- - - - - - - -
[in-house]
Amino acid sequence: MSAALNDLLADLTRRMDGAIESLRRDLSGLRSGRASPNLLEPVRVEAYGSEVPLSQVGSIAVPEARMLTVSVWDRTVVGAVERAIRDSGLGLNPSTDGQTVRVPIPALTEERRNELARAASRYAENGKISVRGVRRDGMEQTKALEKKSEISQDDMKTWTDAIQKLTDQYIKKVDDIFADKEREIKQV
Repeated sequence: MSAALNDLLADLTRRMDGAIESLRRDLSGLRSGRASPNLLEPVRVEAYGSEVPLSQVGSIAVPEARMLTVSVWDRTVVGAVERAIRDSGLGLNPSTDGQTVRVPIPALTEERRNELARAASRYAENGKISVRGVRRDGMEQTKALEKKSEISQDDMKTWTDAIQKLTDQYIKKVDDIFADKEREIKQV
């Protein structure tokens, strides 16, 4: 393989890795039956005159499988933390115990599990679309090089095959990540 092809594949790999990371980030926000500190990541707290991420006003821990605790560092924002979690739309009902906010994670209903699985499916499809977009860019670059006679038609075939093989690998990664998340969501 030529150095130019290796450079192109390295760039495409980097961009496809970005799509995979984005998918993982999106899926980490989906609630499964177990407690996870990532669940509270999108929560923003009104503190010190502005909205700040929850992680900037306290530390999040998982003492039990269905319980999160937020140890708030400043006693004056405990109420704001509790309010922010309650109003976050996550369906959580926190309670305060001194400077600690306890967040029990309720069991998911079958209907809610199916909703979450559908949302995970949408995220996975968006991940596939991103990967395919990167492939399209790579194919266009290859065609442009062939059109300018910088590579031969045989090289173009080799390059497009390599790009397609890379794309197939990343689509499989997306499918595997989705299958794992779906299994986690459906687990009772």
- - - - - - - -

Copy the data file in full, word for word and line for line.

[in-house]
Amino acid sequence: MSAALNDLLADLTRRMDGAIESLRRDLSGLRSGRASPNLLEPVRVEAYGSEVPLSQVGSIAVPEARMLTVSVWDRTVVGAVERAIRDSGLGLNPSTDGQTVRVPIPALTEERRNELARAASRYAENGKISVRGVRRDGMEQTKALEKKSEISQDDMKTWTDAIQKLTDQYIKKVDDIFADKEREIKQV
Repeated sequence: MSAALNDLLADLTRRMDGAIESLRRDLSGLRSGRASPNLLEPVRVEAYGSEVPLSQVGSIAVPEARMLTVSVWDRTVVGAVERAIRDSGLGLNPSTDGQTVRVPIPALTEERRNELARAASRYAENGKISVRGVRRDGMEQTKALEKKSEISQDDMKTWTDAIQKLTDQYIKKVDDIFADKEREIKQV
């Protein structure tokens, strides 16, 4: 393989890795039956005159499988933390115990599990679309090089095959990540 092809594949790999990371980030926000500190990541707290991420006003821990605790560092924002979690739309009902906010994670209903699985499916499809977009860019670059006679038609075939093989690998990664998340969501 030529150095130019290796450079192109390295760039495409980097961009496809970005799509995979984005998918993982999106899926980490989906609630499964177990407690996870990532669940509270999108929560923003009104503190010190502005909205700040929850992680900037306290530390999040998982003492039990269905319980999160937020140890708030400043006693004056405990109420704001509790309010922010309650109003976050996550369906959580926190309670305060001194400077600690306890967040029990309720069991998911079958209907809610199916909703979450559908949302995970949408995220996975968006991940596939991103990967395919990167492939399209790579194919266009290859065609442009062939059109300018910088590579031969045989090289173009080799390059497009390599790009397609890379794309197939990343689509499989997306499918595997989705299958794992779906299994986690459906687990009772």